Making a Difference Through Teaching and Research | PCOM’s Dr. Hatcher
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Making a Difference Through Teaching, Research and Service 
Black History Month

February 16, 2024

Dr. Hatcher in foreground of laboratory with students working in backgroundCathy J. Hatcher, PhD, associate professor of physiology, in the lab with her students.

As a fourth grader, Cathy Hatcher, PhD, remembers sitting in her parents' car, waiting in long lines for them to fill up their gas tank. It was the late 1970s and there was a gas crisis with odd-even rationing in place. Depending on whether the last digit of your license plate began with an odd or even number, you’d be able to drive, park, or purchase gas on alternating days.

Dr. Hatcher as a child studying and writing in notebook“I thought it was crazy,” she said. “I wondered why somebody couldn’t just come up with a different source of fuel to use.”

Determined to solve the problem herself, Hatcher skipped recess, recruited her best friend, and began browsing encyclopedias in her elementary school teacher’s classroom. This was her first real research project.

Today, Hatcher is an associate professor of physiology at PCOM, conducting cardiovascular research, teaching, and giving back to the community.

“I never thought I would do some of the things I’m doing now,” she shared. “As a child, I wanted to become a nurse or a physician, but I figured out quickly that this wasn’t what I wanted to do for the rest of my life.”

Hatcher did believe there was something in the field of science that was meant for her. The lightbulb went off when she took her first genetics class during her junior year of college.

“I like challenges and feeling like I’ve accomplished something difficult, so that’s what appealed to me about science,” she said.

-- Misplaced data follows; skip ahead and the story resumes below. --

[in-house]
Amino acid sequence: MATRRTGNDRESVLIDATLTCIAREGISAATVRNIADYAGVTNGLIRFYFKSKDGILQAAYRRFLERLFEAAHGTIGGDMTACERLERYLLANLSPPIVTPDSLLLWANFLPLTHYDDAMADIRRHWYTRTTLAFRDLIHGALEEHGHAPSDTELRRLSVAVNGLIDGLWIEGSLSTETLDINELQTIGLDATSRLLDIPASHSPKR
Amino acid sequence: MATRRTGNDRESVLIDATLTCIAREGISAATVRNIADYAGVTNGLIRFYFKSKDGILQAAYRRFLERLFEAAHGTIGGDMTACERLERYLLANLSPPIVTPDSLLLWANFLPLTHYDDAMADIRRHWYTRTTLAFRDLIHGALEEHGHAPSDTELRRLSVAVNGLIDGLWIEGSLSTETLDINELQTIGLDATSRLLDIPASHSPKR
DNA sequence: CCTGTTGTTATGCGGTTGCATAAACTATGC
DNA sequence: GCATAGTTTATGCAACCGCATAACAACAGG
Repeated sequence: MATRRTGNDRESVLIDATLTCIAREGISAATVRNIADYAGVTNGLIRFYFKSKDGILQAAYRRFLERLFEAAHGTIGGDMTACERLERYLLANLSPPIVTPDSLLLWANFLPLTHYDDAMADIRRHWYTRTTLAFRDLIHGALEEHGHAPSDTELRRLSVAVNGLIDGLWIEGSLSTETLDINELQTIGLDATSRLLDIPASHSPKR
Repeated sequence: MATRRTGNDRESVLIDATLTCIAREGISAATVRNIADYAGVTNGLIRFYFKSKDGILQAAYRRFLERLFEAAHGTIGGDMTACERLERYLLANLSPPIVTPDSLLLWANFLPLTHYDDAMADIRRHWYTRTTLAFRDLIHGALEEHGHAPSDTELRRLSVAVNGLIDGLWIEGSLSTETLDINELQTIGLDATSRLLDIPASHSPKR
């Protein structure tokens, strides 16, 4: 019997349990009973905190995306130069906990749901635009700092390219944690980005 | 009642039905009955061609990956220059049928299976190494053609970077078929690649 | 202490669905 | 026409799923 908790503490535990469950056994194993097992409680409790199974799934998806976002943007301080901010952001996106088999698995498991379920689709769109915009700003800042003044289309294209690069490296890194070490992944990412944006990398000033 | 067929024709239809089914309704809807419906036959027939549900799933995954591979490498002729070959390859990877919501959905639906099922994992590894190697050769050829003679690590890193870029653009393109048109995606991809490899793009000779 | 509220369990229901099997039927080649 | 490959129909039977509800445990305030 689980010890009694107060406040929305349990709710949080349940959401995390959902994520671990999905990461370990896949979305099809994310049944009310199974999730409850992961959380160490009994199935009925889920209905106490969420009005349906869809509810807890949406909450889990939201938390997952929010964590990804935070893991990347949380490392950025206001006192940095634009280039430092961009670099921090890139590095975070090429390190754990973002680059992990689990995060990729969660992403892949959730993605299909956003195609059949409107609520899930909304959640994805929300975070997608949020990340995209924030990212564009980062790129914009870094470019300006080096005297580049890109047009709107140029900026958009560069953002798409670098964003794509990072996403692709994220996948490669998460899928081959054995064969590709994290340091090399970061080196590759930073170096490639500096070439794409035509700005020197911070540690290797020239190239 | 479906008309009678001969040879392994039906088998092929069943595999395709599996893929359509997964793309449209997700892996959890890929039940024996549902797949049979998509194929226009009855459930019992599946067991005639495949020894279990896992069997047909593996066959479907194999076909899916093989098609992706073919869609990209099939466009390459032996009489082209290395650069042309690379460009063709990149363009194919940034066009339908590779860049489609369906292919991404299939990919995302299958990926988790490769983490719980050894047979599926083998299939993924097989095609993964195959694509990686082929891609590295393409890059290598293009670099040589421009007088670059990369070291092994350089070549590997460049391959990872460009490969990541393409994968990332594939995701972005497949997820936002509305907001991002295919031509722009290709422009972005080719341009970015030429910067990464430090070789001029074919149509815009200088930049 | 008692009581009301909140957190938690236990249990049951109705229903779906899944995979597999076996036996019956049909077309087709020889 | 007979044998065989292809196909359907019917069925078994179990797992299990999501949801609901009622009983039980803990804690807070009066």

“In class, it was so interesting to see how certain genes can be inherited and passed on. Now, I’m looking at different molecular and cellular mechanisms that contribute to heart development and how some of those go awry and lead to alterations in heart structure and the inability to function properly.”

Thinking back on her education, Hatcher remembers her graduate program and the friendships she made fondly.

“There were only three African-American females in the entire graduate program, and we all happened to be in the same department,” she shared. “We just formed a bond.

Dr. Hatcher posing on stairway surrounded by studentsWe studied together and even spent time together outside of school because we knew we had to be each other’s support system. We didn’t experience any difficulties because of race, but we knew we needed to give each other extra encouragement to stay focused and motivated.”

Hatcher tries to provide the same support to students every day as a faculty co-advisor  for PCOM’s chapter of the Student National Medical Association (SNMA), in the classroom, in her research lab, and wherever else she can make a difference in the lives of PCOM students.

During Black History Month, she reflects on how that type of support might mean something different to students who have never had a professor who looks like them.

“I don’t see myself that way when I come into work every day. I just see myself helping students to the best of my ability, regardless of gender, race, ethnicity, or culture,” she said.

“I never had any Black or African-American professors during college or grad school. For many students, seeing someone of color who looks like them gives them the tangible idea that it’s possible to achieve anything in life. It’s nice to think that maybe I am a representation of something that a lot of students may not see.”

From February 1 to February 29, PCOM joins others around the country in observing Black History Month. This important celebration honors the histories, cultures and contributions of those who identify as Black or African American. At PCOM, we recognize our faculty, students and staff who identify as such and will highlight their stories throughout the month.

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